Shell House Dining Room and Terrace review

Shell House Dining Room and Terrace is a bright light in the big city.
Shell House Dining Room and Terrace is a bright light in the big city. Photo: Edwina Pickles

37 Margaret St Sydney, NSW 2000

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Opening hours Lunch Thu-Sat from noon; dinner Wed-Sat from 5.30pm
Features Licensed
Prices Expensive (mains over $40)

So many options to wine and dine, so many terrace lounge bars, so many special little places. Everywhere you look at the painstakingly restored "commercial palazzo" that is Shell House, there is something that demands attention – the super glossy staircase (or should that be starecase?); the fanatically detailed timber trimming, the dazzling, glazed, diagonals of terracotta tiles.

And always, that hulking, 400-tonne clocktower looming above, with its 1930s black metal hands describing the time and therefore the mood of the day.

It has taken several years and $14 million for The Point Group's Brett Robinson, working with interior designer Anna Hewett, legions of architects (Made, Architectus, Woods Bagot) and Buildcorp, to get Shell House open for business.

Crisp choux pastry puff filled with oyster cream.
Crisp choux pastry puff filled with oyster cream.  Photo: Edwina Pickles

It's a gift to Sydney – a deeply orchestrated succession of bars and dining rooms aimed at being the beating heart of the city.

The FOMO is real. Jay McInerney nailed it in his 1984 New York novel Bright Lights, Big City with "there is always the likelihood that where you aren't is more fun than where you are".

Because who's to say, if you're ensconced in a ritzy booth in the ground-floor Menzies Bar, that people aren't having more fun upstairs in the Mad Men vibe of the Clocktower Bar, or sipping martinis in the glass-enclosed Sky Bar?

The FOMO is real at Shell House. But the finely tuned dining room is the most fun space of all.
The FOMO is real at Shell House. But the finely tuned dining room is the most fun space of all. Photo: Jonny Valiant

But the most fun is in the handsome Shell House Dining Room, as you bite into a crisp choux pastry puff filled with oyster cream. Ignore the fact that these little baubles of luxury are $12 each, and register instead the crisp freshness that denotes recent baking, the comfort of the chair, the largesse of the table and the animation of your fellow diners, like cats licking corporate cream.

Even the simplest dishes are elevated. A spanner crab cocktail ($38) arrives in a Gatsby-esque metallic coupe resting on delicate chrysanthemum-petalled charger plates. I'm sold, even without tasting the tiny dice of pickled daikon and thick salted cream studded with filaments of crab under a dusting of dark green, velvety wild garlic.

The tension here is in the dance between commerce and art – how to ensure the opulent menu can be delivered in large numbers without undue delay?

WA spanner crab with kohlrabi, wild garlic and salted cream.
WA spanner crab with kohlrabi, wild garlic and salted cream.  Photo: Edwina Pickles

Astaire and Rogers, in this case, are culinary director Joel Bickford (ex-Aria) and head chef Aaron Wood (ex-Sixpenny), locked in a two-step of doing lots of prep beforehand, with last-minute flourishes.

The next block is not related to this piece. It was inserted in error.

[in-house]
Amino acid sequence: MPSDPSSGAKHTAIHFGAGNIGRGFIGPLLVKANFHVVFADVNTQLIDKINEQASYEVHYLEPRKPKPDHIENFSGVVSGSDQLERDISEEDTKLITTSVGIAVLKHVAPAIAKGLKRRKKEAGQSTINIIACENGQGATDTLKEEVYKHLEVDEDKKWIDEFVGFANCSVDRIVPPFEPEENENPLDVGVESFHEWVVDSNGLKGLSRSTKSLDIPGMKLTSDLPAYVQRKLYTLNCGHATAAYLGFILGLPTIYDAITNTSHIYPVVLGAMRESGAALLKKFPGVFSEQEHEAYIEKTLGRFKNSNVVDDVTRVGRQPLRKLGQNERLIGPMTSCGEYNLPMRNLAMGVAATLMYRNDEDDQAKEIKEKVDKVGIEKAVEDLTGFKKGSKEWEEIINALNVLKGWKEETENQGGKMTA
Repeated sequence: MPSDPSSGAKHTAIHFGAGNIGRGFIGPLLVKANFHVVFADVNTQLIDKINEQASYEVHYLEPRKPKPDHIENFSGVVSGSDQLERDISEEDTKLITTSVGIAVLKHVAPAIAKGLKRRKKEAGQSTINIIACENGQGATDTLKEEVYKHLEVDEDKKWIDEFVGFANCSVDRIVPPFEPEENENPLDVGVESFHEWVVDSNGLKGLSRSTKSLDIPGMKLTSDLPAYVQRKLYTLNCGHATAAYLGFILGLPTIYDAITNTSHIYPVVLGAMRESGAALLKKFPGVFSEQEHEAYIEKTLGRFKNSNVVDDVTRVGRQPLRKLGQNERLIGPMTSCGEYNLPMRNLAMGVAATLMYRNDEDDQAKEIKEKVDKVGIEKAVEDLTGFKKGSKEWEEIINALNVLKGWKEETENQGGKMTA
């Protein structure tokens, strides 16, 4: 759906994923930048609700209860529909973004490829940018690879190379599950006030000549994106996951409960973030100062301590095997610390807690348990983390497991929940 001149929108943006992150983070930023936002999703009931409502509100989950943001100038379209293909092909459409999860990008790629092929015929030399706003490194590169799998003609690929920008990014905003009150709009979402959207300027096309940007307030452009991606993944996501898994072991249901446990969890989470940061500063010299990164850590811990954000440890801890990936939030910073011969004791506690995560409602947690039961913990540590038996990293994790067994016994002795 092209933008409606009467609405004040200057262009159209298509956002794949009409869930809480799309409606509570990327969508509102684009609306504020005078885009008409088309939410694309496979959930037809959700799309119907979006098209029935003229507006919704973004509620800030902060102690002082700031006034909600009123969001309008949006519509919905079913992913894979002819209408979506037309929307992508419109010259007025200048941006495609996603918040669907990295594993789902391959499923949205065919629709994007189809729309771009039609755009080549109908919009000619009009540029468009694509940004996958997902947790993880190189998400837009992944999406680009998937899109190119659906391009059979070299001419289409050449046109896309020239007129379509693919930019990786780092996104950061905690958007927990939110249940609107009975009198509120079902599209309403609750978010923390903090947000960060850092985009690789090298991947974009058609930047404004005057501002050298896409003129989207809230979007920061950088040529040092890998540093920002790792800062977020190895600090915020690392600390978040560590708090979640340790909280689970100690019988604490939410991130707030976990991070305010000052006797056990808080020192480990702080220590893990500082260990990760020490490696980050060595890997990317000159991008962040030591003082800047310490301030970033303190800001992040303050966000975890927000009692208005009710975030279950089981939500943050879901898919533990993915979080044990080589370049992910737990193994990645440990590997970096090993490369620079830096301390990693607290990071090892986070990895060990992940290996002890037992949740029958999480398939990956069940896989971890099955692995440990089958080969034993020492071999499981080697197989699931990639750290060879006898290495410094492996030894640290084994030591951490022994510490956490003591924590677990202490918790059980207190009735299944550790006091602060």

Risotto is always the test, but this cacio e pepe ($36) survives; its carnaroli rice al dente, spot-lit by a golden confit egg yolk in the centre. Rich with pecorino and peppery, it doesn't need a $30 supplement of truffle (not that it stops anyone), just a glass of Ten Minutes by Tractor's 2021 10X sauvignon blanc from the Mornington Peninsula ($20).

Dishiest dish of the night is the deeply burnished beetroot ($34); coal-roasted then sliced and barbecued, dressed with a fermented blueberry and cherry vinegar. It's crazy-good with a silky, savoury 2019 Mornington Onannon pinot noir ($93).

Cacio e pepe risotto.
Cacio e pepe risotto.  Photo: Edwina Pickles

Main courses from the parrilla grill are dauntingly large, so order to share – especially the meaty, fatty, slow-cooked then grilled lamb ribs on chickpea puree ($58). Whole spatchcocked chicken ($54) is politely jointed and served with terrific house-made mustard fruits and chicken jus.

A golden citron filled with yuzu curd, lemon sorbet, cream and salted milk crumble ($20) is best saved for a hot day on the terrace.

Somehow, Shell House makes Sydney more Sydney. Everything here has been orchestrated – the versatility of the menu, the focus of the staff, the energy in the movement from one space to another, even the way you thread your way through the tables is designed with borderline fanaticism.

Coal-roasted beetroot.
Coal-roasted beetroot.  Photo: Edwina Pickles

It's a beacon for Sydney's corporate moths, drawn to the bright lights and the big city, and to having more fun where they are than where they aren't.

The low-down

Shell House Dining Room and Terrace

Drinks Cracking cocktails, a progressive wine list from all over and an appropriately festive champagne list from wine director Shun Eto.

Citron fruit, yuzu, salted milk.
Citron fruit, yuzu, salted milk. Photo: Edwina Pickles

Vegetarian Dedicated vegetable section, five meat-free sides, risotto and pasta.

Pro tip Speak to the reservations staff if you'd like to visit one of the bars before or after dining.

Terry Durack is chief restaurant critic for The Sydney Morning Herald and senior reviewer for the Good Food Guide. This rating is based on the Good Food Guide scoring system.

https://shellhouse.com.au/